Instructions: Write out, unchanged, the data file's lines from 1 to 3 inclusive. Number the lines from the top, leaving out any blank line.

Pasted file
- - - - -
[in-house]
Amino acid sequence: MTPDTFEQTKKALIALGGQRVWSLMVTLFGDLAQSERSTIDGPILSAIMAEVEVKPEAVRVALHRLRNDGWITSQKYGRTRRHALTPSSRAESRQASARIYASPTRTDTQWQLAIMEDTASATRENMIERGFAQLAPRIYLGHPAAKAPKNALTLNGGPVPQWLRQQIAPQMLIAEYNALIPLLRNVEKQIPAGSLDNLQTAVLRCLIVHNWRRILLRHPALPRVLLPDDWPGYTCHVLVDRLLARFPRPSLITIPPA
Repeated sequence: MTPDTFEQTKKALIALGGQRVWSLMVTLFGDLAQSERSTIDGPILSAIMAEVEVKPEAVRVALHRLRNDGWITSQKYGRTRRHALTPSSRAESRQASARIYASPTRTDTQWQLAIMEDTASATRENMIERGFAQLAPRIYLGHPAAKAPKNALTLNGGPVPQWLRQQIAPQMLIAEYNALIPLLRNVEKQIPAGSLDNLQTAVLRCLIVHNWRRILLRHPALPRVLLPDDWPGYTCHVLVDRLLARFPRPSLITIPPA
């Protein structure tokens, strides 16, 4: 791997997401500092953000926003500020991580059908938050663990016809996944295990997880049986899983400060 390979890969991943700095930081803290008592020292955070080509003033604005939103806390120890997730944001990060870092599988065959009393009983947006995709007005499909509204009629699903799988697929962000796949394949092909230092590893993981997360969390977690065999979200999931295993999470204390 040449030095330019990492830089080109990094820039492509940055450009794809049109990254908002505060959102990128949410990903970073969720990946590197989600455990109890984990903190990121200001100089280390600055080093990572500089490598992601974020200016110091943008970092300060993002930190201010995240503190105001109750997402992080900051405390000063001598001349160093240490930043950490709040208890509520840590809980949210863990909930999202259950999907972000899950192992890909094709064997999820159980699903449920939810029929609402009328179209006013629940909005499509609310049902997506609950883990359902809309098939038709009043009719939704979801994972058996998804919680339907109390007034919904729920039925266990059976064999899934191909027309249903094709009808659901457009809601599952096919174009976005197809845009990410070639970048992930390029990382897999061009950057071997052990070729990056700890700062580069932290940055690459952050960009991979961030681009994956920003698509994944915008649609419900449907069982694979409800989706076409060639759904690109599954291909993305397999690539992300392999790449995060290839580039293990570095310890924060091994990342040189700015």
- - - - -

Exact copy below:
[in-house]
Amino acid sequence: MTPDTFEQTKKALIALGGQRVWSLMVTLFGDLAQSERSTIDGPILSAIMAEVEVKPEAVRVALHRLRNDGWITSQKYGRTRRHALTPSSRAESRQASARIYASPTRTDTQWQLAIMEDTASATRENMIERGFAQLAPRIYLGHPAAKAPKNALTLNGGPVPQWLRQQIAPQMLIAEYNALIPLLRNVEKQIPAGSLDNLQTAVLRCLIVHNWRRILLRHPALPRVLLPDDWPGYTCHVLVDRLLARFPRPSLITIPPA
Repeated sequence: MTPDTFEQTKKALIALGGQRVWSLMVTLFGDLAQSERSTIDGPILSAIMAEVEVKPEAVRVALHRLRNDGWITSQKYGRTRRHALTPSSRAESRQASARIYASPTRTDTQWQLAIMEDTASATRENMIERGFAQLAPRIYLGHPAAKAPKNALTLNGGPVPQWLRQQIAPQMLIAEYNALIPLLRNVEKQIPAGSLDNLQTAVLRCLIVHNWRRILLRHPALPRVLLPDDWPGYTCHVLVDRLLARFPRPSLITIPPA